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  • Top British diplomat says taking knee in protest ‘feels like symbol of subjugation’
  • “I understand people feel differently about it so it’s a matter of personal choice,” he said, adding that he’d only “take the knee for two people.”


(CNB News) – United Kingdom foreign secretary Dominic Raab on Thursday questioned the act of kneeling to protest racial injustice and police brutality, saying that it felt to him like a “symbol of subjugation and subordination.”

Speaking on the British radio show “Talk Radio,” Raab said that he understood the “sense of frustration and restlessness” from the Black Lives Matter movement. But he said that he couldn’t understand the meaning behind the act of kneeling, wondering whether it derived from the HBO series, “Game of Thrones.”

“I understand people feel differently about it so it’s a matter of personal choice,” he said, adding that he’d only “take the knee for two people.”

“The Queen and the misses when I asked her to marry me,” he said.

Former San Francisco 49ers quarterback Colin Kaepernick first took a knee during the National Anthem in 2016 to protest racial inequities in the U.S. The demonstration has since been replicated by hundreds of amateur and professional athletes as well at others in the ensuing years.

As protests swept the nation following the police killing of George Floyd, the act of kneeling has become a widely-used gesture to show support for the demonstrations. Police officers have taken a knee with protestors in several U.S. cities amid the unrest.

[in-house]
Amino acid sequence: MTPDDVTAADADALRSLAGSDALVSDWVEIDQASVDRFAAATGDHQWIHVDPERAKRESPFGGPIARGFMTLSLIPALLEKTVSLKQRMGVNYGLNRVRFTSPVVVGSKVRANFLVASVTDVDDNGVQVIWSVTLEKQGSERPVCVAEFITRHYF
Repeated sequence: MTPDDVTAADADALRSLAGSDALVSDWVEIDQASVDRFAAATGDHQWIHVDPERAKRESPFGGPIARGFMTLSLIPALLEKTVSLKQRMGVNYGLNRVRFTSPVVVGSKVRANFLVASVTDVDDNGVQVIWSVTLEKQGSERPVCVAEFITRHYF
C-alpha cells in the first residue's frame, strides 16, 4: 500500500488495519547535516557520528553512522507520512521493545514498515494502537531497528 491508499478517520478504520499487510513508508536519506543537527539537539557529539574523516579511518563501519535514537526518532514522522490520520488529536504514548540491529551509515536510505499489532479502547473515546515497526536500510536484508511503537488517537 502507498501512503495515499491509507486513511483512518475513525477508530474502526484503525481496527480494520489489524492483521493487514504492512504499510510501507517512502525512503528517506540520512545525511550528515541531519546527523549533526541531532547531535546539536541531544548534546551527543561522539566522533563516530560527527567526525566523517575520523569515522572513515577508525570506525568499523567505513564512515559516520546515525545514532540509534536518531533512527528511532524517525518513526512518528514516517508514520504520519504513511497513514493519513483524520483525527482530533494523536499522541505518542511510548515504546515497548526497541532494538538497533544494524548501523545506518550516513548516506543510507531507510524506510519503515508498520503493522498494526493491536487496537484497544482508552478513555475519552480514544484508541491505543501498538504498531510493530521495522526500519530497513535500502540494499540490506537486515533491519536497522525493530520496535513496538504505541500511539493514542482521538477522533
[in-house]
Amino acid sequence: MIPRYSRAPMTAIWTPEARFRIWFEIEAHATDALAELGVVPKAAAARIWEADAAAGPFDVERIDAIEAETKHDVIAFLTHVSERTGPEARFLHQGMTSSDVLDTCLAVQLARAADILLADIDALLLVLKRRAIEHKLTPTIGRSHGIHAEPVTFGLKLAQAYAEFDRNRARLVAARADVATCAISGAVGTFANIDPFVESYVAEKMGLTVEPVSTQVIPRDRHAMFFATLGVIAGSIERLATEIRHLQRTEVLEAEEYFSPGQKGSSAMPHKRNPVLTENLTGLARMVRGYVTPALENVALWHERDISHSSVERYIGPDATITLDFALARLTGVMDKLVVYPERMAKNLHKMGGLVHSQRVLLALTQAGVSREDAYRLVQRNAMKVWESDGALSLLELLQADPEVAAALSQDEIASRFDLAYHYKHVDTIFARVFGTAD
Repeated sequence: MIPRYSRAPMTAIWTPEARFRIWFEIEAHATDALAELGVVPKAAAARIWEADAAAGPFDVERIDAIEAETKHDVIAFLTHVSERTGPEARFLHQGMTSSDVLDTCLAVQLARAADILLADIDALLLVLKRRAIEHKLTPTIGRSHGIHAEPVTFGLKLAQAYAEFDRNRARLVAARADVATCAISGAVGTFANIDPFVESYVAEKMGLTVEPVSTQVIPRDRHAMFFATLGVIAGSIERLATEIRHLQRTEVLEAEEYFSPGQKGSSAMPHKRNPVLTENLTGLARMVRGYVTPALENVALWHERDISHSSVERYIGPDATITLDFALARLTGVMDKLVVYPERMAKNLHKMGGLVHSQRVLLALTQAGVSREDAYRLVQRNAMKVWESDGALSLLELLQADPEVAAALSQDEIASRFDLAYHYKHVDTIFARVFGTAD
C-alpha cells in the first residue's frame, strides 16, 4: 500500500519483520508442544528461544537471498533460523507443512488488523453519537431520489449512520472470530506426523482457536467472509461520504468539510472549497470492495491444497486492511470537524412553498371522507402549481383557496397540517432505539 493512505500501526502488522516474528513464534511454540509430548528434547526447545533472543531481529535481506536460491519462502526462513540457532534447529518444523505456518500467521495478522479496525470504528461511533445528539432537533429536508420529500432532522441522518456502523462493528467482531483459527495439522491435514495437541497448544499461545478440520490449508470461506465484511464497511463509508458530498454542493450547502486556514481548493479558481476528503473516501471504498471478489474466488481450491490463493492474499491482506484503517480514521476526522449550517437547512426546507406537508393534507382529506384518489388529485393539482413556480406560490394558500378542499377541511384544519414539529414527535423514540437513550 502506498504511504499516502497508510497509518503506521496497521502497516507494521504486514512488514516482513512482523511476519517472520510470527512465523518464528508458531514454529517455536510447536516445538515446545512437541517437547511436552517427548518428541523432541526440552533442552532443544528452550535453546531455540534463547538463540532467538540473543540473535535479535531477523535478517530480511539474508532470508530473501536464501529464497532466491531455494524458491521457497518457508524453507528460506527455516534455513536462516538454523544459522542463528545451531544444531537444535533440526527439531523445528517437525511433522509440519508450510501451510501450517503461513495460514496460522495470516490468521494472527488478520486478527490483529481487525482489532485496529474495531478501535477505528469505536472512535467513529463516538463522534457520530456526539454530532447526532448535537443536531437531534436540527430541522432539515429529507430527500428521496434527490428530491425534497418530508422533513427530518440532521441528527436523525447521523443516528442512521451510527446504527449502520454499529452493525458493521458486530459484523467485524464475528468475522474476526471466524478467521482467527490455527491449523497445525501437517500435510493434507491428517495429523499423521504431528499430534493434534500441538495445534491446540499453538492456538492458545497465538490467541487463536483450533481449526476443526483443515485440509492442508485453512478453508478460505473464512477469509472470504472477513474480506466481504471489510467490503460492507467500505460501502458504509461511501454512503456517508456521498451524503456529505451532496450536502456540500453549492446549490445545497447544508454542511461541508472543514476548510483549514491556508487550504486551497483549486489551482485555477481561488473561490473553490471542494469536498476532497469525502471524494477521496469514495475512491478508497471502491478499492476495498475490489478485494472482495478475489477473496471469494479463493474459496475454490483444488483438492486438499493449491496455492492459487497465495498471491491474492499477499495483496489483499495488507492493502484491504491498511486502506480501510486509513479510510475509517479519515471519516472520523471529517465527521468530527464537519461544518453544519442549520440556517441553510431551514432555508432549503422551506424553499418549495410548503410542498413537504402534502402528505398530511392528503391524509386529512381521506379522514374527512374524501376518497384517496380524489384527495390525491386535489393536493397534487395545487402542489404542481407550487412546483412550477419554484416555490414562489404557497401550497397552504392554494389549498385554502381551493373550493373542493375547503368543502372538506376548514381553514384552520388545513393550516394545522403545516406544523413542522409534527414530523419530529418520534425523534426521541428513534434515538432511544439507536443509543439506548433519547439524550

Democratic lawmakers in the U.S. took a knee in the Capitol earlier this month while paying homage to Floyd, a black man who died in Minneapolis police custody on May 25.

In Britain on Wednesday, players and coaches from Premier League teams took a knee in protest before participating in the first matches since the coronavirus outbreak suspended play. Players also wore jerseys with the message “Black Lives Matter” printed across the back.

Following his interview with “Talk Radio,” Raab tweeted that he has “full respect for the Black Lives Matter movement, and the issues driving them.”

“If people wish to take a knee, that’s their choice and I respect it. We all need to come together to tackle any discrimination and social injustice,” he said.

The comments had prompted backlash online and among officials in government. David Lammy, a British Labor MP, tweeted that the remarks were “insulting” to the Black Livers Matter movement and “deeply embarrassing.”

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